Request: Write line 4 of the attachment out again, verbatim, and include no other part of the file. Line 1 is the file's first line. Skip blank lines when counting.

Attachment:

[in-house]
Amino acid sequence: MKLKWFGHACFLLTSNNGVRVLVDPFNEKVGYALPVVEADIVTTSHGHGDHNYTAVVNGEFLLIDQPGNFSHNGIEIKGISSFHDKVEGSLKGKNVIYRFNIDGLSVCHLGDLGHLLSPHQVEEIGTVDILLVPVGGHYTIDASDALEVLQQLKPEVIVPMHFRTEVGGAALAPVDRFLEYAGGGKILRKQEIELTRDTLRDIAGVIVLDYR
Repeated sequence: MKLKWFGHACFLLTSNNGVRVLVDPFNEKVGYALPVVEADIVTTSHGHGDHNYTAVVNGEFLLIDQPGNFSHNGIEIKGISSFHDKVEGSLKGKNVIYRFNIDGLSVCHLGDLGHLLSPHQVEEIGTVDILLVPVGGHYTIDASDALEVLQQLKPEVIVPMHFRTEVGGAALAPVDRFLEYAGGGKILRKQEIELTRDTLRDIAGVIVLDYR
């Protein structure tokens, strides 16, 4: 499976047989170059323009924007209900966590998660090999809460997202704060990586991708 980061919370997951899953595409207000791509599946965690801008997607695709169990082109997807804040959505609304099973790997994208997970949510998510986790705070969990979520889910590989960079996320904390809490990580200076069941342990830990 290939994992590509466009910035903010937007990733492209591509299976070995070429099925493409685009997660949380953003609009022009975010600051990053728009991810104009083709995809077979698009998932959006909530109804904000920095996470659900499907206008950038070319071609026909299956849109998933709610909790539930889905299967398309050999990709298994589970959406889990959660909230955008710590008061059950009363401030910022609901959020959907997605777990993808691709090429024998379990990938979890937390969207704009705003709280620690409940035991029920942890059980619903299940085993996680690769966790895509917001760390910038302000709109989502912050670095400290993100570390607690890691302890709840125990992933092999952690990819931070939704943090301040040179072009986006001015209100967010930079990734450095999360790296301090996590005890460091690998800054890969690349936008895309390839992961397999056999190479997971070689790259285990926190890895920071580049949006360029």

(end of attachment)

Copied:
């Protein structure tokens, strides 16, 4: 499976047989170059323009924007209900966590998660090999809460997202704060990586991708 980061919370997951899953595409207000791509599946965690801008997607695709169990082109997807804040959505609304099973790997994208997970949510998510986790705070969990979520889910590989960079996320904390809490990580200076069941342990830990 290939994992590509466009910035903010937007990733492209591509299976070995070429099925493409685009997660949380953003609009022009975010600051990053728009991810104009083709995809077979698009998932959006909530109804904000920095996470659900499907206008950038070319071609026909299956849109998933709610909790539930889905299967398309050999990709298994589970959406889990959660909230955008710590008061059950009363401030910022609901959020959907997605777990993808691709090429024998379990990938979890937390969207704009705003709280620690409940035991029920942890059980619903299940085993996680690769966790895509917001760390910038302000709109989502912050670095400290993100570390607690890691302890709840125990992933092999952690990819931070939704943090301040040179072009986006001015209100967010930079990734450095999360790296301090996590005890460091690998800054890969690349936008895309390839992961397999056999190479997971070689790259285990926190890895920071580049949006360029």